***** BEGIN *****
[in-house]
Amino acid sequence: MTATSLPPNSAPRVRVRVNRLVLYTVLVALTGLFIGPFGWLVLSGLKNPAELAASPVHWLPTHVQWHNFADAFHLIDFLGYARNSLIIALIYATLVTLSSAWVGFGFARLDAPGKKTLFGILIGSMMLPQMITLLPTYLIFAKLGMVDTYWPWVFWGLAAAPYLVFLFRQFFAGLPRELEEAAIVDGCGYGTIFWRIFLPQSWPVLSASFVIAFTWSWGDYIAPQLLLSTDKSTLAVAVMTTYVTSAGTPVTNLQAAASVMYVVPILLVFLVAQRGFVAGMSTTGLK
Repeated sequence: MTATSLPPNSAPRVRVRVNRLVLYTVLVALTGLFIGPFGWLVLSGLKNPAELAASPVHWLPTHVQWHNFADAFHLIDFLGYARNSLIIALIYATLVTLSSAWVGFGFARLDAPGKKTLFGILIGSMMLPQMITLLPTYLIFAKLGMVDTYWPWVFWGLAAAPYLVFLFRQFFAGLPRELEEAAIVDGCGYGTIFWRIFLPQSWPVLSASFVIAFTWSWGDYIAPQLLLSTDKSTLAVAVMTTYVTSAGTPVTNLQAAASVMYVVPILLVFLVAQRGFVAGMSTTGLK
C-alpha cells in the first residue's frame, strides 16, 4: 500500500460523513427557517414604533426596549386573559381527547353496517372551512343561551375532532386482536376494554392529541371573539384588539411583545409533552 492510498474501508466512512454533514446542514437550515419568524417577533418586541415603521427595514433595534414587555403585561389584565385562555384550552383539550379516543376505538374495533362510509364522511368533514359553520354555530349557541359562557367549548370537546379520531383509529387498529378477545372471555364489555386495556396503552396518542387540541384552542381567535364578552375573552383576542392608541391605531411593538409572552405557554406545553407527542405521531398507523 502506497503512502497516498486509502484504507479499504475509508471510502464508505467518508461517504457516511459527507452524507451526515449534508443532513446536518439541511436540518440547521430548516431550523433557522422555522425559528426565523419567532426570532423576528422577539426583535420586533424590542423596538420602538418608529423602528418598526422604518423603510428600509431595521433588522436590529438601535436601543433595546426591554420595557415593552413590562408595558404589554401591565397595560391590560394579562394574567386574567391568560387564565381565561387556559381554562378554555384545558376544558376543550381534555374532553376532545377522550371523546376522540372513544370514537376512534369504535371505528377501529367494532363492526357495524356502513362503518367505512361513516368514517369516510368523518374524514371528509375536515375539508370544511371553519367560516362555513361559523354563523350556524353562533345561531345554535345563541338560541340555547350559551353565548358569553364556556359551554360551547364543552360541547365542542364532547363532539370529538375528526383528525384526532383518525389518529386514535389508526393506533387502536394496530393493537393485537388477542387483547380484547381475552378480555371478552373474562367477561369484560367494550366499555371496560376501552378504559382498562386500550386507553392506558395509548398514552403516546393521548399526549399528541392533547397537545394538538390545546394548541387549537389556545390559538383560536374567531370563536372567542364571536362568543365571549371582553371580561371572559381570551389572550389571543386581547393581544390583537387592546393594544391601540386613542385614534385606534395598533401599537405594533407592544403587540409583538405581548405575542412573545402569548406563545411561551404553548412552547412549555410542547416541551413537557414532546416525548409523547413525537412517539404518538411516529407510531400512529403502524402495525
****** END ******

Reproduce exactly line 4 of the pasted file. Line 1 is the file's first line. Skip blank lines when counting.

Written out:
C-alpha cells in the first residue's frame, strides 16, 4: 500500500460523513427557517414604533426596549386573559381527547353496517372551512343561551375532532386482536376494554392529541371573539384588539411583545409533552 492510498474501508466512512454533514446542514437550515419568524417577533418586541415603521427595514433595534414587555403585561389584565385562555384550552383539550379516543376505538374495533362510509364522511368533514359553520354555530349557541359562557367549548370537546379520531383509529387498529378477545372471555364489555386495556396503552396518542387540541384552542381567535364578552375573552383576542392608541391605531411593538409572552405557554406545553407527542405521531398507523 502506497503512502497516498486509502484504507479499504475509508471510502464508505467518508461517504457516511459527507452524507451526515449534508443532513446536518439541511436540518440547521430548516431550523433557522422555522425559528426565523419567532426570532423576528422577539426583535420586533424590542423596538420602538418608529423602528418598526422604518423603510428600509431595521433588522436590529438601535436601543433595546426591554420595557415593552413590562408595558404589554401591565397595560391590560394579562394574567386574567391568560387564565381565561387556559381554562378554555384545558376544558376543550381534555374532553376532545377522550371523546376522540372513544370514537376512534369504535371505528377501529367494532363492526357495524356502513362503518367505512361513516368514517369516510368523518374524514371528509375536515375539508370544511371553519367560516362555513361559523354563523350556524353562533345561531345554535345563541338560541340555547350559551353565548358569553364556556359551554360551547364543552360541547365542542364532547363532539370529538375528526383528525384526532383518525389518529386514535389508526393506533387502536394496530393493537393485537388477542387483547380484547381475552378480555371478552373474562367477561369484560367494550366499555371496560376501552378504559382498562386500550386507553392506558395509548398514552403516546393521548399526549399528541392533547397537545394538538390545546394548541387549537389556545390559538383560536374567531370563536372567542364571536362568543365571549371582553371580561371572559381570551389572550389571543386581547393581544390583537387592546393594544391601540386613542385614534385606534395598533401599537405594533407592544403587540409583538405581548405575542412573545402569548406563545411561551404553548412552547412549555410542547416541551413537557414532546416525548409523547413525537412517539404518538411516529407510531400512529403502524402495525